A prototype of a robotic device, resembling a caterpillar has been launched by American scientists in the hope of performing precision heart operations without the use of anesthetics.
The scientists from the Carnegie Mellon University's Robotics Institute in Pittsburgh, Pennsylvania released a report in the journal New Scientist, describing the robot, which measures about 2 cm when contracted, and 'crawls' at about 18cm per minute, across the heart.
The device is said to work by it being first inserted below the ribcage by keyhole surgery and then attached to the heart, via a vacuum line to its suction feet. Once attached it is controlled by three rigid wires, which are pushed and pulled by motors outside the body.
The robot may also carry a needle, which could be used to inject stem cells and growth factor genes as well take tissue samples from the heart's surface. The device could also be used with an added radio-frequency probe to treat faulty heart rhythms by killing damaged tissue.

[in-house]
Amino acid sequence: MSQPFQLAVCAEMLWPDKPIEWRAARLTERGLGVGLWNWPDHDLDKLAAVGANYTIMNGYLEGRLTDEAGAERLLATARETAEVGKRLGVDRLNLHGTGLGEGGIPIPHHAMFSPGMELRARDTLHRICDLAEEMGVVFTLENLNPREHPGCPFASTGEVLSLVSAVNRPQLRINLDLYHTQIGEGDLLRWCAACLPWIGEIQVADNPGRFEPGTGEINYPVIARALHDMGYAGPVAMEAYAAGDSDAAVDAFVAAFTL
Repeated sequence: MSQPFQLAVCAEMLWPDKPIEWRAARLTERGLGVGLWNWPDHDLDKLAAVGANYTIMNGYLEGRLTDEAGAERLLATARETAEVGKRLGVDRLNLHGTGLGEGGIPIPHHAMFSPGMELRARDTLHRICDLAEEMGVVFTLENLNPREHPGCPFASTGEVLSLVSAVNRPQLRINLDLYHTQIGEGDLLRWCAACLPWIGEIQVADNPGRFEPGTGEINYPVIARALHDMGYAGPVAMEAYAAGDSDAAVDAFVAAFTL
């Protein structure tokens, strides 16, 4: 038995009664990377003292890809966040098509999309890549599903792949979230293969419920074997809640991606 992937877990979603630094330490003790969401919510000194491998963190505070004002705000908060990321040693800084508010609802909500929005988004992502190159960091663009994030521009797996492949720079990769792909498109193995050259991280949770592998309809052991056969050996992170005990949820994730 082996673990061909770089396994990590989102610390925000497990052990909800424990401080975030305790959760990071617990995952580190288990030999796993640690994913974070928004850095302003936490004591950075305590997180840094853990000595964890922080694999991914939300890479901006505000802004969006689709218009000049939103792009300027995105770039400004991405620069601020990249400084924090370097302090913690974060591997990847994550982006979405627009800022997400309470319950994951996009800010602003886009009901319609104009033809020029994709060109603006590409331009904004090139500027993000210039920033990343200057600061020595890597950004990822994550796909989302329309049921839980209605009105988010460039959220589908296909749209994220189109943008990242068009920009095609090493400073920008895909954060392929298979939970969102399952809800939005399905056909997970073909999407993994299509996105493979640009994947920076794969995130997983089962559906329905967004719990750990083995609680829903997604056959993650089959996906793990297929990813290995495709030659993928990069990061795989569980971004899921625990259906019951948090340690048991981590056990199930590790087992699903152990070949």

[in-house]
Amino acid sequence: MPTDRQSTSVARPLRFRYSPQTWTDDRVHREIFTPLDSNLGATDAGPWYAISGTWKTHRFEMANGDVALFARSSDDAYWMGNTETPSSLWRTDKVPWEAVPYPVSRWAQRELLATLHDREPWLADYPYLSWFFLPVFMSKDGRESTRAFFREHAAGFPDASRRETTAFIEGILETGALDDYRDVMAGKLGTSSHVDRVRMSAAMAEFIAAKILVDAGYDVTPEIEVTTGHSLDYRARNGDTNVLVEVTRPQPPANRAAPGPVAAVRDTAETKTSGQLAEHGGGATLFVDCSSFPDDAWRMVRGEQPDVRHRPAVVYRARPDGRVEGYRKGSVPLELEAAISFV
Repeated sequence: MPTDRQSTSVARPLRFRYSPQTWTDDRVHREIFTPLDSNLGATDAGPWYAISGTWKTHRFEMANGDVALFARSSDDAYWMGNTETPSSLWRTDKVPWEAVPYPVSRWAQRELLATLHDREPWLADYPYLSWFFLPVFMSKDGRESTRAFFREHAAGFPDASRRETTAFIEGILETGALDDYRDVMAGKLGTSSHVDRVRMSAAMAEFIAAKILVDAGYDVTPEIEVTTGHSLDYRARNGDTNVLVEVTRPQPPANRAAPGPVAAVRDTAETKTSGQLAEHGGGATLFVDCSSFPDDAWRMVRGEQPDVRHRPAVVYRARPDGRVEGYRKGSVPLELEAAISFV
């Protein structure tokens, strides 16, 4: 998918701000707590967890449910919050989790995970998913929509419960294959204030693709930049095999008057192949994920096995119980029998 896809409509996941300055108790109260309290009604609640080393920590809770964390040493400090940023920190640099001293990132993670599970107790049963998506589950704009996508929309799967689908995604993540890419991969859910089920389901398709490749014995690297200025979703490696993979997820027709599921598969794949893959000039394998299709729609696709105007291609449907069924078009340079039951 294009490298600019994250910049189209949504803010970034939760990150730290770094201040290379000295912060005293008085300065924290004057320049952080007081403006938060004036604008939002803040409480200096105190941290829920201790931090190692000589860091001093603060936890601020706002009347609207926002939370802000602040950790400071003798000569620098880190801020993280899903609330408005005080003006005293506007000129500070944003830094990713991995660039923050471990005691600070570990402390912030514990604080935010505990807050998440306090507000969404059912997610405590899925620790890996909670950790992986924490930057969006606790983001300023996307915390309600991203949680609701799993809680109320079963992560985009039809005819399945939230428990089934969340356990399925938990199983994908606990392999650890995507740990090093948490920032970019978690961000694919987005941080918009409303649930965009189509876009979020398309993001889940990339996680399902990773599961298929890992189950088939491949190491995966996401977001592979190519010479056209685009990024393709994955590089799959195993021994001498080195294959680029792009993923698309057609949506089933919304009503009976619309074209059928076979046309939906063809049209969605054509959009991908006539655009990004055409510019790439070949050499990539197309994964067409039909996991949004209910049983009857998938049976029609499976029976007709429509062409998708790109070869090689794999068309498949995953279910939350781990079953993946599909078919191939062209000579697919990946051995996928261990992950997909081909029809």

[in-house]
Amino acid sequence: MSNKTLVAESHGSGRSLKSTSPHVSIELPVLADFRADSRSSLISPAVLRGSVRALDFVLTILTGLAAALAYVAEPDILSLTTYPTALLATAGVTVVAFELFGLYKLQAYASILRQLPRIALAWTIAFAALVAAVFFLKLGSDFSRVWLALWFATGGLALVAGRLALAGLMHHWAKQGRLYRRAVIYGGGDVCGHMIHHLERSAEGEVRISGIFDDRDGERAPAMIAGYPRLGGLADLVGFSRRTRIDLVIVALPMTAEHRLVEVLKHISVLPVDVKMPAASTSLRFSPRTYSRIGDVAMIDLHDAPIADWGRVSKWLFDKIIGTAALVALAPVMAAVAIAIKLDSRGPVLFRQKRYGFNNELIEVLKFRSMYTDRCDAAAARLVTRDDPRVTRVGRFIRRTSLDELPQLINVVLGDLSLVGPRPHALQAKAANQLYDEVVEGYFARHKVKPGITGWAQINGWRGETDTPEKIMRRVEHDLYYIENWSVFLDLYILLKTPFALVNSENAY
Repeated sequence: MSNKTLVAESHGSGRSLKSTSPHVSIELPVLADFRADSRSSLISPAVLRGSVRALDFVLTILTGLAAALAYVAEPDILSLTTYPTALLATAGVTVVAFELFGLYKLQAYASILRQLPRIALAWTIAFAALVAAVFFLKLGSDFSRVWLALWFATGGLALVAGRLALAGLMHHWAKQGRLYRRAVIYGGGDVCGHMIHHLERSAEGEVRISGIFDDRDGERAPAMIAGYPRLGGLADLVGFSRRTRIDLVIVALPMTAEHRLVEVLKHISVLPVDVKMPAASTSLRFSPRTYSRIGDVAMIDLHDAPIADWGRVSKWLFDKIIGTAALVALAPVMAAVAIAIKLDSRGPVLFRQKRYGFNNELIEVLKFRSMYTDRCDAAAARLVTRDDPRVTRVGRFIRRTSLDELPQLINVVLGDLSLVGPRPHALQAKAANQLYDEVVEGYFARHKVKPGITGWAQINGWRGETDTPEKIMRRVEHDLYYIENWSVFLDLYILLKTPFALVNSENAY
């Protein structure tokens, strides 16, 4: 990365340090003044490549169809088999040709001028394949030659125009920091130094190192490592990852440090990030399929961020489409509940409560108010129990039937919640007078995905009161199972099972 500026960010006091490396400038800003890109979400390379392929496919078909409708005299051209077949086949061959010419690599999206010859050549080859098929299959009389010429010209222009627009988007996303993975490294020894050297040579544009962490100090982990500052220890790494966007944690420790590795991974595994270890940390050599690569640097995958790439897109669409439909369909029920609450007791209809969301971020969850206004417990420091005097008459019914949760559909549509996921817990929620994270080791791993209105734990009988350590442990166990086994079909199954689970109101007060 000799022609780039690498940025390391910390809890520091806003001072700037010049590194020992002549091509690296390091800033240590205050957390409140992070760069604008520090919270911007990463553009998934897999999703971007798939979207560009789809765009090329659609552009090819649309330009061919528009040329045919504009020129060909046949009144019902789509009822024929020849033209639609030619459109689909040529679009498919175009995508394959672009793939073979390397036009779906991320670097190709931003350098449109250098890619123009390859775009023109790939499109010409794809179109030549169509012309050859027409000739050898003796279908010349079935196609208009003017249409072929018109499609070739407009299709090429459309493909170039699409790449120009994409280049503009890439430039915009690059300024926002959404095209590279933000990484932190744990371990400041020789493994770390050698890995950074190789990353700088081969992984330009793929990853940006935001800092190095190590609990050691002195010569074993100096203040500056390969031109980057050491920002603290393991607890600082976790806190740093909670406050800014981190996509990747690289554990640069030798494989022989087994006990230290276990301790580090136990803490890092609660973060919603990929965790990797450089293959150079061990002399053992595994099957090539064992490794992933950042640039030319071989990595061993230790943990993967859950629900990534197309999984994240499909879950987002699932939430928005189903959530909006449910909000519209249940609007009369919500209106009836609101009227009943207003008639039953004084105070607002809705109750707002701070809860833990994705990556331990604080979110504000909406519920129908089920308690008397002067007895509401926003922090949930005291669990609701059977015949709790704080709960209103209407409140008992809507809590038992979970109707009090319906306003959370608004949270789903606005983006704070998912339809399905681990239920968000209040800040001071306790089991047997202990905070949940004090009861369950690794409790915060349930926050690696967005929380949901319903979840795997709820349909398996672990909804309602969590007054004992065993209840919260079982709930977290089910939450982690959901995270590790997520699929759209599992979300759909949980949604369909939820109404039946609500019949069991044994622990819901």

For surveillance purposes, a camera added to the device would help surgeons see specifically where the robot is on the heart's surface.
Lead researcher Dr. Cameron Riviere says that the device avoids having to stop the heart, disturb the ribcage, or deflate the left lung to access the heart, -hence reducing the risk of illness linked to heart bypass procedures.
So far the device has been tested successfully on pigs, performing the fitting of pacemaker leads and the injection of dye into hearts. Yet, Riviere says that using the robot on humans would be a much more difficult step and the device is years away from clinical use.
Accordingly, the next stage will be to do similar tests using a sheep's heart, with the researchers hoping the HeartLander would be available for surgical use, within the next three to four years.
Says Professor Peter Weissberg, medical director of the British Heart Foundation:"Whilst this is interesting, it remains to be seen whether it can deliver useful treatments for heart patients.
"This could theoretically be a vehicle for delivering cell therapies to damaged areas of the heart, so could ultimately be a useful tool, but at the moment we still don't know if such therapies work.
"A lot more research is needed to determine whether something delivered to the outside surface of the heart can modify activity on the inside - so this is interesting, but currently a long way from practical use in heart therapy."